Rather than using authentically Cajun flavors, Omae’s sauces feature Hawaiian ingredients, said Taku Teramoto, director of operations for Toridoll Dining. A black sauce features Hawaiian cacao nibs and cracked black pepper; a red sauce is built on Hawaiian chilis; and a white sauce uses Maui onions, lemon and butter.
Customers order seafood by the pound, including snow crab, shrimp, clams and mussels, with a choice of sauces. The bags are brought to the table, opened and spread out on wax tablecloths for diners to dig in with crackers, gloves and bibs, Teramoto said.
Unlike the original location, the Pasadena restaurant also features Mussel Pots, allowing customers to choose from about 15 sauces.
Toridoll plans to grow another fast-casual stir-fry concept called Wok to Walk, which has multiple locations in New York and is scheduled to open in Hawaii in early summer.
Junkichi, a new robata izakaya hybrid, is scheduled to open in April, in Seattle.
The concept was developed by Bellevue, Wash.-based Plenty USA Inc., which is also a master franchisee of the Japan-based Hokkaido Ramen Santouka chain, with roughly 15 locations across the U.S.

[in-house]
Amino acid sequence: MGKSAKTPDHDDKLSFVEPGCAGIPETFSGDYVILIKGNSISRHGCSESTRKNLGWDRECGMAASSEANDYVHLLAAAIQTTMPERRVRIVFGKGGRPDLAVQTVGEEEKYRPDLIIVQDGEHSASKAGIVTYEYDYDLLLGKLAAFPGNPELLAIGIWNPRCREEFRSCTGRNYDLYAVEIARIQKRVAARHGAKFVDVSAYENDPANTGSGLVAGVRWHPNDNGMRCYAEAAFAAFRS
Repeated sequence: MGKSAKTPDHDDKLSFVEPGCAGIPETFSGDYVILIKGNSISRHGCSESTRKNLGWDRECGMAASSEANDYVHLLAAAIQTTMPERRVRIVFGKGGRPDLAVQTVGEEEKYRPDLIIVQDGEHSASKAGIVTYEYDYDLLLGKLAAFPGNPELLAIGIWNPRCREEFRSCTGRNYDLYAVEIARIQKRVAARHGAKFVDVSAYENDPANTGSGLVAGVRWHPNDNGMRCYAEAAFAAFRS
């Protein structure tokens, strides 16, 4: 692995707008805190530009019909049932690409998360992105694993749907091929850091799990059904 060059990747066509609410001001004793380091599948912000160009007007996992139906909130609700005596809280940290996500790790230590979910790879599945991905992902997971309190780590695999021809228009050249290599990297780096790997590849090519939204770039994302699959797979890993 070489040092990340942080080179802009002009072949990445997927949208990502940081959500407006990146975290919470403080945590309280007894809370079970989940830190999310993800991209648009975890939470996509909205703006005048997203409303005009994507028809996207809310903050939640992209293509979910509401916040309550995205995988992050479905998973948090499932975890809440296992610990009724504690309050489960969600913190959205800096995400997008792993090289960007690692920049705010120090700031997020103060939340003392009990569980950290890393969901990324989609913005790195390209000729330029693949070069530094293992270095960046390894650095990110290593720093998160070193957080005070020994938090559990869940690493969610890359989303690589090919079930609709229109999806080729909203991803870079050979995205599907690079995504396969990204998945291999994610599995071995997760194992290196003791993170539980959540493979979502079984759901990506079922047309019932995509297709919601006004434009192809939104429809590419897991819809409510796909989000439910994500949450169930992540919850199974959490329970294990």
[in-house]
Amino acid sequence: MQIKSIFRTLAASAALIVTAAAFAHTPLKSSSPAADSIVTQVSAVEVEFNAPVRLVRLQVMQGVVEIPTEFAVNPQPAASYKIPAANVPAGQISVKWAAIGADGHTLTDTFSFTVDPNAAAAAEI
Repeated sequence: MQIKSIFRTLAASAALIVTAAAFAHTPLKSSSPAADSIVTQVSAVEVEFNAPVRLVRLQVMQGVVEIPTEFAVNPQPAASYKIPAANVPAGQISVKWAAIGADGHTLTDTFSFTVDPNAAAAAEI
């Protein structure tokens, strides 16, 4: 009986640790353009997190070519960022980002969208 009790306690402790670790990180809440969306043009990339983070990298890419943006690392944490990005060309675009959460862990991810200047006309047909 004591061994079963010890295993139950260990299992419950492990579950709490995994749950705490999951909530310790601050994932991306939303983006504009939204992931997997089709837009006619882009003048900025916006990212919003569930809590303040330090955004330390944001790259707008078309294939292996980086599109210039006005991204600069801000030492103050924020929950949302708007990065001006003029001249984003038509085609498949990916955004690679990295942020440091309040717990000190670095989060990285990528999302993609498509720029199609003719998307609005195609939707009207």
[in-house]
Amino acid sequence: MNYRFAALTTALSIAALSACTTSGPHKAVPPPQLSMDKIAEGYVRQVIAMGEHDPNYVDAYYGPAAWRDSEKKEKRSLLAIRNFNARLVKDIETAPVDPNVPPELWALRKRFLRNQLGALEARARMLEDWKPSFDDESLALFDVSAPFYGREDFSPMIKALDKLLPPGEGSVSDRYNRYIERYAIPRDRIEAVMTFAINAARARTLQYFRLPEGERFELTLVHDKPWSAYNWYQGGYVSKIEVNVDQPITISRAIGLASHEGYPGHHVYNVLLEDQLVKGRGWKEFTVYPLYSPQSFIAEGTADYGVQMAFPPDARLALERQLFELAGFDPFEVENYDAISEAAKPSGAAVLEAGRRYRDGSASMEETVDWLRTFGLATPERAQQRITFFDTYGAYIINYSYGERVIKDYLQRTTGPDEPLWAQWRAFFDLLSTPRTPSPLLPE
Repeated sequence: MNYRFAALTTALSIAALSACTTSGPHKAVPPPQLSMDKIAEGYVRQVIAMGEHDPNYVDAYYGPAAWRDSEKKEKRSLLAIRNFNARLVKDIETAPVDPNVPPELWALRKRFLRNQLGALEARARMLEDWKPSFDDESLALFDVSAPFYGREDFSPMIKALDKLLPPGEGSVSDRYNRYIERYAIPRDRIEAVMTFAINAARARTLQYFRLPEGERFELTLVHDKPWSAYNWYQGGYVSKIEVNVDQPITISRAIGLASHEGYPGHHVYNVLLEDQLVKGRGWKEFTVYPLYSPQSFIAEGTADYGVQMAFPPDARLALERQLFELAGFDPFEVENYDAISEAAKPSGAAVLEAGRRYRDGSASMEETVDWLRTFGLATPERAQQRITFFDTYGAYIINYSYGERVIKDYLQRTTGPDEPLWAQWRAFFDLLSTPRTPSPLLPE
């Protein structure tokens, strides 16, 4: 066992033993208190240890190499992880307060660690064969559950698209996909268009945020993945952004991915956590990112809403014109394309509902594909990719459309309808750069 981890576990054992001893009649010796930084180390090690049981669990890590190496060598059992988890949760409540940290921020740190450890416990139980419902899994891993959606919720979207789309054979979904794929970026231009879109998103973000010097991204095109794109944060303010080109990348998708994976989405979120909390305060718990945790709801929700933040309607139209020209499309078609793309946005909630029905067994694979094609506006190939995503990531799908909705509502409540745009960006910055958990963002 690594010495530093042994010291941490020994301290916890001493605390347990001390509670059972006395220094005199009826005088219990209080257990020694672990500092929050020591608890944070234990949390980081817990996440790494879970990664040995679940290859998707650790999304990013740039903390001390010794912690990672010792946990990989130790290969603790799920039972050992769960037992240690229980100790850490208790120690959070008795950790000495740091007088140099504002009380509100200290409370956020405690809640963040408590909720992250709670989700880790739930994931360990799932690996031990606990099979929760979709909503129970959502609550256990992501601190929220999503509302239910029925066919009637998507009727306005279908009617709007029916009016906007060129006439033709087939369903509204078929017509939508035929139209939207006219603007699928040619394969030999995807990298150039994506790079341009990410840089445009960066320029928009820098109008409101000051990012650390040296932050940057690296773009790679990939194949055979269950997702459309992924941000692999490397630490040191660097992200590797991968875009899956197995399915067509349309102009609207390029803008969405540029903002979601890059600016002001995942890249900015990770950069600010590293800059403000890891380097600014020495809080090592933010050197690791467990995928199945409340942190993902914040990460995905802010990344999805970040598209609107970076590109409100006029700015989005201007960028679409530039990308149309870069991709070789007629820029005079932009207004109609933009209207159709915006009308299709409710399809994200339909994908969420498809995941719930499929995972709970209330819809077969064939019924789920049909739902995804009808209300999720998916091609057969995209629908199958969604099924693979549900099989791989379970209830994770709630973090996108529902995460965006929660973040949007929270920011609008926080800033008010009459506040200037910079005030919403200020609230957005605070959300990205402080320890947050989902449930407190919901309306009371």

Junkichi will serve as both a robata concept with a menu built around foods grilled over carbon-charcoal binchotan, as well as a gastropub-like neighborhood izakaya with tapas-style dishes, cocktails, beer, wine and a wide selection of sake.
If the concept does well, the group intends to franchise, said Edward Wintermyer, the restaurant’s manager.
The 45- to 55-seat location has a fully open floor plan.
“This is a very wide-open space, and at the counter-top to the kitchen will be chefs stationed at a sushi and sashimi station,” Wintermyer said. “At a robata station in the center of the room, we’ll have a roughly 10-foot display of fresh ingredients,” where the chef will grill.
Selections might include locally-sourced ingredients like live scallops or oysters on the half shell; Wagyu beef; organic, free-range chicken and lamb; and sausages from Seattle’s Bavarian Meats, a popular local icon in Pike Place Market, Wintermyer said.
Prices will be approachable, with tapas priced between $6 and $15, and full meals ranging from $12 to $35.